In Solomon's time first, the foreign trade of the Israelites to any extent began; chiefly consisting in imports, namely, linen yarn, horses, and chariots from Egypt. For these he paid in gold brought by his fleets, in concert with the Phoenicians, from India, East Africa, and Arabia (1 Kings 10:22-29). He supplied provisions for the workmen in Lebanon, while the Phoenicians brought the timber by sea to Joppa (1 Kings 5:6; 1 Kings 5:9). Israel supplied Tyre with grain, honey, oil, balm, and wine (Ezekiel 27:17; Acts 12:20). Solomon's and the Phoenician united fleets brought on the Indian Ocean, from Ophir to Elath and Ezion Geber on the Elanitic gulf of the Red Sea (ports gained by David from Edom), gold, silver, ivory, Algum (or Almug) trees, and precious stones, peacocks and apes (1 Kings 9:26; 1 Kings 10:11-22). frontALGUM or ALMUG.)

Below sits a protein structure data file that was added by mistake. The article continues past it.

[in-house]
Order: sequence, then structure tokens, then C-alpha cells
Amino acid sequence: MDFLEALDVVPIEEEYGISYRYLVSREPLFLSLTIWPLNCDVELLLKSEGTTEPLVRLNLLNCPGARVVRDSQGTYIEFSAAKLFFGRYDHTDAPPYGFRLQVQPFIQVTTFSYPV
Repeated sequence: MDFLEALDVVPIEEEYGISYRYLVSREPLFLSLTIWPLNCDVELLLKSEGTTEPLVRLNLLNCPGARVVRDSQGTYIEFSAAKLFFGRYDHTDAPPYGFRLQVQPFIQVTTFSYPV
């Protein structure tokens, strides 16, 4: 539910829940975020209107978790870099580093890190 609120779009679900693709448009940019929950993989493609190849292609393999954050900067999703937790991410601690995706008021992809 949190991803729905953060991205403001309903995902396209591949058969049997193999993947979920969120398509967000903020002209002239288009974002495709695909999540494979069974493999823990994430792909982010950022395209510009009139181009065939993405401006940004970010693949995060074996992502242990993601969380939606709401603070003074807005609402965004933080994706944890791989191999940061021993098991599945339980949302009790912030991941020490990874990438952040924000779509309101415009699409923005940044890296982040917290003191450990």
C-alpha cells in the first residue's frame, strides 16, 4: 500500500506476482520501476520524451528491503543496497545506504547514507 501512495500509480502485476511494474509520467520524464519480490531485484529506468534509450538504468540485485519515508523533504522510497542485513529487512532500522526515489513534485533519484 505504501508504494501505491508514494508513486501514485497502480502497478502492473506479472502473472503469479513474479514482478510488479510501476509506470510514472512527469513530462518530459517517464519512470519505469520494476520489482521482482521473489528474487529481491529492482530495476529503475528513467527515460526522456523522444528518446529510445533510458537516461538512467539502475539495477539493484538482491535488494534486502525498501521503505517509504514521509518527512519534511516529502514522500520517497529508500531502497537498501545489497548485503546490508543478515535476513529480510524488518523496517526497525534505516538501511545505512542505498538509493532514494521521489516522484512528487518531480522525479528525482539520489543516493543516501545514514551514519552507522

He fortified Baalbek and Palmyra too, as a caravan station for the inland commerce of eastern and south eastern Asia. Oil was exported to Egypt (Hosea 12:1). Fine linen and girdles were sold to merchants (Proverbs 31:24). Jerusalem appears in Ezekiel 26:2 as the rival of Tyre, who exulted at the thought of her fall; "she is broken that was the gates (the mart) of the people, she (i.e. her commerce from Palmyra, Petra, and the East) is turned unto me. I shall be replenished now she is laid waste." Caesarea was made a port by Herod; besides Joppa. The law strictly enjoined fair dealing, and just weights (Leviticus 19:35-36; Deuteronomy 25:13-16).
Fausset, Andrew Robert M.A., D.D., "Definition for 'commerce' Fausset's Bible Dictionary".